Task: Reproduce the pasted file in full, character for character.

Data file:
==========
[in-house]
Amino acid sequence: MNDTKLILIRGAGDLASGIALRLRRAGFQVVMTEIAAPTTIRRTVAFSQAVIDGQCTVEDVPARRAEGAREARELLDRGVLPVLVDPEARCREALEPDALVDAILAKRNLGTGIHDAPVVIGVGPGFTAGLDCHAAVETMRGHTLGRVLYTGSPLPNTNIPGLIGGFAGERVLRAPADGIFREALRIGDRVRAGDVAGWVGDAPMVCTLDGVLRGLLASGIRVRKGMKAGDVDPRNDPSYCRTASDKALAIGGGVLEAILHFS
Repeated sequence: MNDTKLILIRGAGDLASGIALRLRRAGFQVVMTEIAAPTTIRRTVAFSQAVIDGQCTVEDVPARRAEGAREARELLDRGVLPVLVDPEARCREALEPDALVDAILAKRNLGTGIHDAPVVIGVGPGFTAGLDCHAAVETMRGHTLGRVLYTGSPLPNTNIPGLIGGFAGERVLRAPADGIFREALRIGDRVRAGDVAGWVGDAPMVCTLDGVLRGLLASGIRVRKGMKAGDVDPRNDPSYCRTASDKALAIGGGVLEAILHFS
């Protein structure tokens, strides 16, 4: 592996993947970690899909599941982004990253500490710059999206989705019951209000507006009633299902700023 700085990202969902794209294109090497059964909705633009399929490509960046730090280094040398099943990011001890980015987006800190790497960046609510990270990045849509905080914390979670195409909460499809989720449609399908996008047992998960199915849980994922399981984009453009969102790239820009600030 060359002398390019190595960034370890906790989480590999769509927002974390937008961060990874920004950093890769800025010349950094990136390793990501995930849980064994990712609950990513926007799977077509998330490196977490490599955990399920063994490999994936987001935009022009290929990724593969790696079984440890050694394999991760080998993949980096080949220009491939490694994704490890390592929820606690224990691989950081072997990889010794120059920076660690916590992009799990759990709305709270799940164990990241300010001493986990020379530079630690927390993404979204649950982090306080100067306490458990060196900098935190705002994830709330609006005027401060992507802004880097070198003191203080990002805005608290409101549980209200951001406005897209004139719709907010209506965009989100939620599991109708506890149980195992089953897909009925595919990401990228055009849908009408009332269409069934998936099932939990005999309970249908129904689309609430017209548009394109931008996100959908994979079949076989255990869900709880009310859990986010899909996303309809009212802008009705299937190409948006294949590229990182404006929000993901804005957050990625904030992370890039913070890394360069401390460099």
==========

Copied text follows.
[in-house]
Amino acid sequence: MNDTKLILIRGAGDLASGIALRLRRAGFQVVMTEIAAPTTIRRTVAFSQAVIDGQCTVEDVPARRAEGAREARELLDRGVLPVLVDPEARCREALEPDALVDAILAKRNLGTGIHDAPVVIGVGPGFTAGLDCHAAVETMRGHTLGRVLYTGSPLPNTNIPGLIGGFAGERVLRAPADGIFREALRIGDRVRAGDVAGWVGDAPMVCTLDGVLRGLLASGIRVRKGMKAGDVDPRNDPSYCRTASDKALAIGGGVLEAILHFS
Repeated sequence: MNDTKLILIRGAGDLASGIALRLRRAGFQVVMTEIAAPTTIRRTVAFSQAVIDGQCTVEDVPARRAEGAREARELLDRGVLPVLVDPEARCREALEPDALVDAILAKRNLGTGIHDAPVVIGVGPGFTAGLDCHAAVETMRGHTLGRVLYTGSPLPNTNIPGLIGGFAGERVLRAPADGIFREALRIGDRVRAGDVAGWVGDAPMVCTLDGVLRGLLASGIRVRKGMKAGDVDPRNDPSYCRTASDKALAIGGGVLEAILHFS
């Protein structure tokens, strides 16, 4: 592996993947970690899909599941982004990253500490710059999206989705019951209000507006009633299902700023 700085990202969902794209294109090497059964909705633009399929490509960046730090280094040398099943990011001890980015987006800190790497960046609510990270990045849509905080914390979670195409909460499809989720449609399908996008047992998960199915849980994922399981984009453009969102790239820009600030 060359002398390019190595960034370890906790989480590999769509927002974390937008961060990874920004950093890769800025010349950094990136390793990501995930849980064994990712609950990513926007799977077509998330490196977490490599955990399920063994490999994936987001935009022009290929990724593969790696079984440890050694394999991760080998993949980096080949220009491939490694994704490890390592929820606690224990691989950081072997990889010794120059920076660690916590992009799990759990709305709270799940164990990241300010001493986990020379530079630690927390993404979204649950982090306080100067306490458990060196900098935190705002994830709330609006005027401060992507802004880097070198003191203080990002805005608290409101549980209200951001406005897209004139719709907010209506965009989100939620599991109708506890149980195992089953897909009925595919990401990228055009849908009408009332269409069934998936099932939990005999309970249908129904689309609430017209548009394109931008996100959908994979079949076989255990869900709880009310859990986010899909996303309809009212802008009705299937190409948006294949590229990182404006929000993901804005957050990625904030992370890039913070890394360069401390460099």